I really hope autonomous cars have taken off by the time I reach my parents’ age. My Dad had to give up his car after driving into the kitchen via the garage, propelling the washing machine ahead of him. When they were younger, he needed his car to get to work, there was no question of my Mum getting her hands on it, so she never learned to drive.
They now rely on the Little Green Bus, run by volunteers to get them to town or the nearest big red bus. Taxis charge around £7 each way for the distance I could walk in 10 minutes.
I love driving, but I recognise that before I get to accelerating through walls, I will have to hand over my driving licence. At that point, I want the car to do the driving, but I probably won’t want to be bothered with all the tax, insurance and servicing. The ideal solution is a cheap, autonomous pod to be ordered Uber-style via an app.
I will want different pods depending on the length of the journey, or how flush I’m feeling: plush seats and a great entertainment system for long journeys, a pick-up for the recycling centre, or a basic model for shopping. Mums could get a minivan with scrub-down seats to take their kids and all their friends to football – and they’d be able to keep an eye on them all rather than watching the road. Lads and ladettes might want an auto-limo for a night on the lash.
More seriously, people with disabilities – including the blind - would have true independence, if the pods were voice-activated.
Of course, issues of the legal framework and insurance need to be sorted. I hope the politicians get on with that a bit quicker than the Brexit negotiations.
I’m not sure how the pods would be fuelled. Electricity sounds nice and clean, but we are already being forced to build nuclear power stations just to keep the lights on. If all cars are electric, we may have to get fracking. Maybe hydrogen or fuel cells at last? Or just tiny, hyper-efficient internal combustions engines.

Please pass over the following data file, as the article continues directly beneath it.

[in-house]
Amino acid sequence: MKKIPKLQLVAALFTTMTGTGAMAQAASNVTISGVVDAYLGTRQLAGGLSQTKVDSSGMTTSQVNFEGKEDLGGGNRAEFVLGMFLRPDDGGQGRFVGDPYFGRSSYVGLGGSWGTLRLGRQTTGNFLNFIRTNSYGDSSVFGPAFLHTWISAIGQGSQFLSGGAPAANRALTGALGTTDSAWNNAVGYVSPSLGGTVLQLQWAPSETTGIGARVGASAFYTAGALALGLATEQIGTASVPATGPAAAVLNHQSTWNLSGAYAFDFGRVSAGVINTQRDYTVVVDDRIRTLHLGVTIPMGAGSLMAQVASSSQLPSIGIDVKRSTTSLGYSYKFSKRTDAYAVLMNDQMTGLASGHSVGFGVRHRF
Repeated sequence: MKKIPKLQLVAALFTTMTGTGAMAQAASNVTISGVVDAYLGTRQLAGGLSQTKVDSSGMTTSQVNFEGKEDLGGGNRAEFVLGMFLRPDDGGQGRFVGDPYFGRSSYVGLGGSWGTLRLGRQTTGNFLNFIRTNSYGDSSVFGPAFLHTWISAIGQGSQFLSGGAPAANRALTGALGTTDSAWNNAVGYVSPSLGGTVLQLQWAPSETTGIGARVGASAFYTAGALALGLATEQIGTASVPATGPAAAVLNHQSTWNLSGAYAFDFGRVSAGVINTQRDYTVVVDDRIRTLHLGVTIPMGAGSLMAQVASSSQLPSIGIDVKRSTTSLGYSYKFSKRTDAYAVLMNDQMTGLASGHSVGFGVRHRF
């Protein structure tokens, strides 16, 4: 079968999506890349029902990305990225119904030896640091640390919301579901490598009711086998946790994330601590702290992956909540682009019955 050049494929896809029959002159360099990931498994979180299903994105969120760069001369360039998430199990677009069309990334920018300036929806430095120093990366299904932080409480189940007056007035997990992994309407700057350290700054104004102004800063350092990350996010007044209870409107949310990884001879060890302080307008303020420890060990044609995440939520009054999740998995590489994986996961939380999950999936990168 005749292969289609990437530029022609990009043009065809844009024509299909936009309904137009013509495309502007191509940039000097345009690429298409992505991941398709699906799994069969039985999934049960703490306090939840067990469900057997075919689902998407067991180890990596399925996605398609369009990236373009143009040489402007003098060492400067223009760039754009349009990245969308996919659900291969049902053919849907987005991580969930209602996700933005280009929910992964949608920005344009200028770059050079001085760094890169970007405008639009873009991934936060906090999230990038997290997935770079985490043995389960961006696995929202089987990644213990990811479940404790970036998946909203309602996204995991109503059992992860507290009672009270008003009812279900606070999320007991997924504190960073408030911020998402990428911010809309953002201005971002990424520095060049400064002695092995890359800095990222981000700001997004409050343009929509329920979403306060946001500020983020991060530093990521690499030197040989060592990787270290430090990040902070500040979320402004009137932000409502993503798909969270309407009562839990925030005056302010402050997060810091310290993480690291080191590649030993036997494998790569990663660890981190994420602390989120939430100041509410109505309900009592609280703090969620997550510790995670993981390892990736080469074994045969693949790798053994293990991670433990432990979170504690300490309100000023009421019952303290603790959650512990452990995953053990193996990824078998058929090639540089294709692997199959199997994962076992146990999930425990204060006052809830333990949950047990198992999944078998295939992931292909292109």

Another issue is where the pods would live. Pod-hire firms would need large yards to park them all up, and maybe recharge them. A by-product, however, might be fewer giant car parks in towns and a reduction in neighbourly irritation about cars parked outside the wrong house.
Young people now don’t clutter their living rooms with shelves full of vinyl, videos, CDs and DVDs as my generation did, they don’t miss owning the ‘thing’ as I do. Perhaps they won’t choose to clutter the streets with cars either, happy to order transport just as they order a pizza or stream a song or film.
Of course, there’s the issue of unemployment for taxi and minicab drivers, traffic wardens and producers of paint for yellow lines, but perhaps new jobs could be created. Older or disable people might appreciate being able to order an assistant to help them get in and out or to load heavy items. (Some taxi drivers will do this, but plenty don’t). My mum is not the only passenger to sometimes take the Little Green Bus just to have a chat. Pods could have the option of a ride-along companion to talk about the weather, the traffic, and how there’s nothing funny on TV any more. Maybe they could even argue about the navigation, just for old time’s sake.